The two of my dc who are doing gcse loved that they got to stop subjects they disliked/ weren't as good at, at the end of yr 8.
They are much happier studying subjects they enjoy.
It's been a positive experience for us.

OddBoots Mon 18-Apr-16 13:32:09

My DD's school has gone for a midway point where they have a 'mini option' in that they drop a couple of subjects at the end of Y8, they do the KS3 type stuff up to Feb half term then start GCSE work and then drop a couple more at the end of Y9 having had a taste of the GCSE work. This is the first year they have done it so I don't know how well it will work but it seems a reasonable compromise.

OddBoots Mon 18-Apr-16 13:33:13

Oh, and we have been assured that if they regret dropping something in the first round then they can opt back in to it (after an interview/meeting) during the second round.

bigTillyMint Mon 18-Apr-16 13:46:10

You need to find out from the school exactly what their plan is.

My DC's state comp does 3yr GCSEs. They also do about 13 GCSEs (or even 15 or more for the super, super bright) so there is still the opportunity to study a wide range of subjects. They have to do Ebac subjects and some compulsory for the school (RE, ICT, Citizenship) plus about 3 or 4 choices. They are able to drop subjects after Y9/10 if they really don't want to keep studying them and the school then gives them extra time in other subjects. They also take 2 of the GCSEs in Y10 which means they have a normal amount in Y11!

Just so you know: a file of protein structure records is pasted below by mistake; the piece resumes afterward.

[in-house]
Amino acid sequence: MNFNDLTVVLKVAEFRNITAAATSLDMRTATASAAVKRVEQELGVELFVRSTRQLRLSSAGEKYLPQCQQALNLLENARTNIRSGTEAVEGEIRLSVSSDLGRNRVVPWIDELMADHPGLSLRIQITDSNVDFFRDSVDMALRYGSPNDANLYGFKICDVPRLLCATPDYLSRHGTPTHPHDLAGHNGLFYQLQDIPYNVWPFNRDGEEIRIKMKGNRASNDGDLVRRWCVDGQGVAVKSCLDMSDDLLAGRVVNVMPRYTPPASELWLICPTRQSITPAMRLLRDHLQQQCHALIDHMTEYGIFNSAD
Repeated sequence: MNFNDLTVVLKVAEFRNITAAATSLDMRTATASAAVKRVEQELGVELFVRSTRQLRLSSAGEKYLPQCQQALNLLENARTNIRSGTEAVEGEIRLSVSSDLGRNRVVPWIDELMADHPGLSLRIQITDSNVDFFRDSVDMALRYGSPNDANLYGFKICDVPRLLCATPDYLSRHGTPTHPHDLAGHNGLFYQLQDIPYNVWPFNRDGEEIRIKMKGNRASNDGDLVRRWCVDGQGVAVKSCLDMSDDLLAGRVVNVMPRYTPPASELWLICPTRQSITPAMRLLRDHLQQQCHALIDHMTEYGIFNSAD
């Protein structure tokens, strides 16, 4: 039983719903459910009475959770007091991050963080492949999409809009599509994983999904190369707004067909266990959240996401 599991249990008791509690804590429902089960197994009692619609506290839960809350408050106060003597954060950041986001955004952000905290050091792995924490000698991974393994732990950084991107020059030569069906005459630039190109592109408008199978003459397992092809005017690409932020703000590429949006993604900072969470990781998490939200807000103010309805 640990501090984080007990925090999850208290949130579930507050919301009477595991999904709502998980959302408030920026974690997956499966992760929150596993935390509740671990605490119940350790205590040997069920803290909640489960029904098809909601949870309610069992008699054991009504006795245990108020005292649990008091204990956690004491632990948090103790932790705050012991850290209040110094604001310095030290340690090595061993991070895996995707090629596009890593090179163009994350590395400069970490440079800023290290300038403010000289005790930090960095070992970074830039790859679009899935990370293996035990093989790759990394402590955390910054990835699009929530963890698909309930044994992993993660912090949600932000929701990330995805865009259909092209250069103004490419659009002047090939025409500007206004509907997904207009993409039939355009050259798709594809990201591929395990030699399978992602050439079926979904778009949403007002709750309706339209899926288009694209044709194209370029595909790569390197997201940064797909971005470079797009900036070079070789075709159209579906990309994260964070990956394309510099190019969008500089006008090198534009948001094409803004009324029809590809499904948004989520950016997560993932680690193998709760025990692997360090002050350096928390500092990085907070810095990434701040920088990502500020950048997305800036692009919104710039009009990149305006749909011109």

My summer-born DD did feel a bit panicked about choosing GCSEs in Y8 because she was an all-rounder and didn't know what to pick. But my DS was overjoyed to give up Art/Music/Drama at the end of Y8 and the teachers must have been over the moon to see the back of him!